A team of researchers at Cambridge has identified how areas of the brain govern both our emotions and our heart activity, helping explain why people with depression or anxiety have an increased risk of cardiovascular disease.
The study, carried out in marmosets, also highlights why it is important to use non-human primates, rather than just rodents, to understand brain disorders in humans.
Changes in heart rate and blood pressure such as the ‘fight or flight’ response are a normal part of our emotional reactions.
However, it is well known that people with depression or anxiety have an increased risk of heart disease along with distressing negative emotional states. The reasons why have remained unclear.
Now, in a study published in the Proceedings of the National Academy of Sciences (PNAS), researchers have discovered a link between two key areas of the brain and emotional responses.
They also show that our brains control our cardiovascular response – changes in our heart patterns and blood pressure – to emotional situations.
To carry out the study, the researchers used marmosets with small metal tubes implanted into specific brain regions in order to administer drugs that reduce activity temporarily in that brain region.
This enabled the researchers to show which regions caused particular responses. The marmosets rapidly adapt to these implants and remain housed with their partners throughout the study.
In the first task, the marmosets were presented with three auditory cues: one that was followed by a mildly aversive stimulus (a loud noise), one that was followed by a non-aversive stimulus (darkness), and one where the subsequent stimulus had a 50/50 chance of being either a loud noise or darkness.
The task lasted just 30 minutes and they were exposed to this task a maximum of five days a week over a few months.
As the marmoset began to understand the cues, the researchers observed that the monkey’s heart rate and blood pressure increased in anticipation of the loud noise, and the monkey began to look around more (known as ‘vigilant scanning’).
However, the team found that turning off one region (known as Area 25 – the subgenual cingulate cortex) of the prefrontal cortex in the marmosets made them less fearful: their heart rate and blood pressure did not change and they became less vigilant.
In a second task, adapted from a common rodent test of emotion, the team studied the ability of marmosets to regulate their emotional responses.
In a single session of thirty minutes, an auditory cue was presented on seven occasions, and each time it was accompanied by a door opening and the marmoset being presented with a rubber snake for five seconds.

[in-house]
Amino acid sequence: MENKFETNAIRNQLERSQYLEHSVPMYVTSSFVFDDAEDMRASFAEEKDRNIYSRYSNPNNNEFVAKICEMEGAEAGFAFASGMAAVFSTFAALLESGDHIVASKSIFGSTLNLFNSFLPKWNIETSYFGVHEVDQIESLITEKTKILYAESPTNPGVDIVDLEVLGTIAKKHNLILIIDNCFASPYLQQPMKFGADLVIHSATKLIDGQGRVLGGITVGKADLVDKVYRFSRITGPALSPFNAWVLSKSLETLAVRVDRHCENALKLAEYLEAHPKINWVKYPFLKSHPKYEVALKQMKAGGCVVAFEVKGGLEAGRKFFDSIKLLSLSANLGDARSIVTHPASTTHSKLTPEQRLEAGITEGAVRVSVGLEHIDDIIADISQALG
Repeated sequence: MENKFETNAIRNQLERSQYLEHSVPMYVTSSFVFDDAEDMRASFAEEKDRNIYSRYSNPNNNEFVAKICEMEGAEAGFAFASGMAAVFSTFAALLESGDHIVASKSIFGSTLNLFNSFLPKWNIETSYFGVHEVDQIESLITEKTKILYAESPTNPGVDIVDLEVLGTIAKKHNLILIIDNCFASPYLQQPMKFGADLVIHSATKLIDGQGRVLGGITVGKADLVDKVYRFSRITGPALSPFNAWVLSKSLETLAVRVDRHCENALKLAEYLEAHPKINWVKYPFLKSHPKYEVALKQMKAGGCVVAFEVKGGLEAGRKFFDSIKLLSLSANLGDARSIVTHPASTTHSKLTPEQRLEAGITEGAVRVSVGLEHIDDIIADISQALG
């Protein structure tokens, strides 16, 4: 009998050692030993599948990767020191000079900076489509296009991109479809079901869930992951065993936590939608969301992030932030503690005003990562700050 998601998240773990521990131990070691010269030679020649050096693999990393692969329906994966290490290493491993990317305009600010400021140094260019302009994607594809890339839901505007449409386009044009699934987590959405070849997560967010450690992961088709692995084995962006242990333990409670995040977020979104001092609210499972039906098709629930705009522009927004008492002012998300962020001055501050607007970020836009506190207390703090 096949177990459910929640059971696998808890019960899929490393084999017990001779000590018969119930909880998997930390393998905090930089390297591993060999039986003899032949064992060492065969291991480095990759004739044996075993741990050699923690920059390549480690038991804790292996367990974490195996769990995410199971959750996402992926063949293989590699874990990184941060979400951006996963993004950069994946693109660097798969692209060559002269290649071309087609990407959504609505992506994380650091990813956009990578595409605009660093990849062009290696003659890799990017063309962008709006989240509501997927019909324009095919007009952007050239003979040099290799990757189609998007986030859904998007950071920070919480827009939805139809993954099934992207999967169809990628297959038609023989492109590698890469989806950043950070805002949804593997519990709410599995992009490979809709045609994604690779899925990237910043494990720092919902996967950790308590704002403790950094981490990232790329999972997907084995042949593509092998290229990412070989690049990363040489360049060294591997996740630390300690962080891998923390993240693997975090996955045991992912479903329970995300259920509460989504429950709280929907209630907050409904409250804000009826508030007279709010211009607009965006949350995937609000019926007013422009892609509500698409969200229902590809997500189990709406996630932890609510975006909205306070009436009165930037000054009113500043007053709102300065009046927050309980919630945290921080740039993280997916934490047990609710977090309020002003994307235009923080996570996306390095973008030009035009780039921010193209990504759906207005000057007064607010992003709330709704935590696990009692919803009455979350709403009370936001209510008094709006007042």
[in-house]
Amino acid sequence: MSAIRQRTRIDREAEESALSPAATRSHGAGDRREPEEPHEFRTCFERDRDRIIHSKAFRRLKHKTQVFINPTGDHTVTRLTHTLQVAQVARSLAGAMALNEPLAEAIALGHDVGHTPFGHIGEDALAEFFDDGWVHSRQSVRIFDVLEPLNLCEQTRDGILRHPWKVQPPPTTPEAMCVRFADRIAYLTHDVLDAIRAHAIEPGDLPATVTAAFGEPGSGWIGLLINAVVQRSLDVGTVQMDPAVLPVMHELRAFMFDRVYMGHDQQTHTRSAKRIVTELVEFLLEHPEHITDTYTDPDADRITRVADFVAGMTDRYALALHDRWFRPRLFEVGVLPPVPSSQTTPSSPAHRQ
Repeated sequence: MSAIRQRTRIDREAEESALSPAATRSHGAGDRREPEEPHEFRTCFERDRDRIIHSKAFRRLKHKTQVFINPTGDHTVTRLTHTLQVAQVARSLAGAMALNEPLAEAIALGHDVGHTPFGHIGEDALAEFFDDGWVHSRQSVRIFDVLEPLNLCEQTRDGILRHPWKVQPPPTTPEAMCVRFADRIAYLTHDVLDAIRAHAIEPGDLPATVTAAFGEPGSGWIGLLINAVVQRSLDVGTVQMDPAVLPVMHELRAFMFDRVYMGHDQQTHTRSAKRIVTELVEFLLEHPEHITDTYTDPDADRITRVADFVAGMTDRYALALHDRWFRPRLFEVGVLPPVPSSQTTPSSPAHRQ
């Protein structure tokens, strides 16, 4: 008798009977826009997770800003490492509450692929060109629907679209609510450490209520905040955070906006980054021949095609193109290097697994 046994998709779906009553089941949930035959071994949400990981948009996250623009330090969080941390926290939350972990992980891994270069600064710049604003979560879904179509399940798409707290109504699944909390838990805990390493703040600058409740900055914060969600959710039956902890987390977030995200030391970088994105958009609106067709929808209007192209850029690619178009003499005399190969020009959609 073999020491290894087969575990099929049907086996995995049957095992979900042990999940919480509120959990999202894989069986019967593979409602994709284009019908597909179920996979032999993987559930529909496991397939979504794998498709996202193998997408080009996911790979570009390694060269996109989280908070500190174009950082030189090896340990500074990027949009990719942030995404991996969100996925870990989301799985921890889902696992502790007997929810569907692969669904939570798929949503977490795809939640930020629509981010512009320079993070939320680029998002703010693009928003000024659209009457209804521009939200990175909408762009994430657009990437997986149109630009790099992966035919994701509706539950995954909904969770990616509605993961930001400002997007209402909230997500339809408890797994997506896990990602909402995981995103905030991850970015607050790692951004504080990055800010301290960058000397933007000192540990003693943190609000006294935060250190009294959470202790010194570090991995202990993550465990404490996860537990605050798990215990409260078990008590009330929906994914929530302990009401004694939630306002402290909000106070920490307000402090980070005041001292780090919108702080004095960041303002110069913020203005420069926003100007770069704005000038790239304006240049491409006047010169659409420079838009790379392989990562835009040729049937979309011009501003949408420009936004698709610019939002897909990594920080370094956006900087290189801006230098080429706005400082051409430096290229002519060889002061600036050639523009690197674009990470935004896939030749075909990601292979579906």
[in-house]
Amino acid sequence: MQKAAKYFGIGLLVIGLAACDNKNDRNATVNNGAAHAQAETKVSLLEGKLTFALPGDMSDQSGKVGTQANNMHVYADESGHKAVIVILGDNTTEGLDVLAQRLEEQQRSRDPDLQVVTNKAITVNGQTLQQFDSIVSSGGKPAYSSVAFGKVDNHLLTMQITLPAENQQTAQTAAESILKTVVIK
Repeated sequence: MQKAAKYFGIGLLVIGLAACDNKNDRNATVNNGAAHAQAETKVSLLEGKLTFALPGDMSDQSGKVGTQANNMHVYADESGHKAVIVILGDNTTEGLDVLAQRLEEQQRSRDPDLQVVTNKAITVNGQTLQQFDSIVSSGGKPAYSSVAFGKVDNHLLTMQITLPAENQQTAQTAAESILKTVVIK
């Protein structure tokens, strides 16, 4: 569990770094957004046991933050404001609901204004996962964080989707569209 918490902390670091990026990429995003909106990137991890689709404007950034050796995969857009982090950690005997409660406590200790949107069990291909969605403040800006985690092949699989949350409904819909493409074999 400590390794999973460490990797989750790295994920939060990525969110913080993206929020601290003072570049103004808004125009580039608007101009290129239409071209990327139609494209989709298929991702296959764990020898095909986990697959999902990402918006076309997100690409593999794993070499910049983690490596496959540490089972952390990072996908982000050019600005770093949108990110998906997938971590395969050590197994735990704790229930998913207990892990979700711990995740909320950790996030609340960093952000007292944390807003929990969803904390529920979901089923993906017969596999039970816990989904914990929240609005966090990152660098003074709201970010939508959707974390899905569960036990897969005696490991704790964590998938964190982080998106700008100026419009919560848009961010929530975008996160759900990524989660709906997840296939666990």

As marmosets are afraid of snakes they developed similar cardiovascular and behavioural responses to the auditory cue associated with the snake as they did to the cue associated with loud noise.
The next day, to break the link between the cue and snake, the researchers stopped showing the marmoset the snake when the cue was sounded.
In this task, inactivating Area 25 meant that the marmoset was quicker to adapt: once the link between the auditory cue and the snake was broken, the marmosets quickly became less fearful in response to the cue, with their cardiovascular and behavioral measurements returning to baseline faster than normal.
In both tasks, inactivating another region (Area 32 – the perigenual cingulate cortex) made normal fearful responses spread to non-threatening situations: the marmosets became less able to discriminate between fearful and non-fearful cues, showing heightened blood pressure and vigilant scanning to both. This is a characteristic of anxiety disorders.
“We now see clearly that these brain regions control aspects of heart function as well as emotions,” says one author. “This helps our understanding of emotional disorders, which involve a complicated interplay between brain and body.”
Animals are only used in research where no other alternatives are available, and researchers always use the most appropriate species. In the vast majority of cases, this involves using mice, rats and zebrafish.
Sometimes, however, it is necessary to use species that are closer to humans.
While rodents can provide a good model for exploring and understanding many aspects of behavior, the researchers argue that this study highlights how monkeys can help provide a more detailed and specific understanding of how our brains work.
News source: University of Cambridge. The content is edited for length and style purposes.
Figure legend: This Knowridge.com image is credited to University of Cambridge.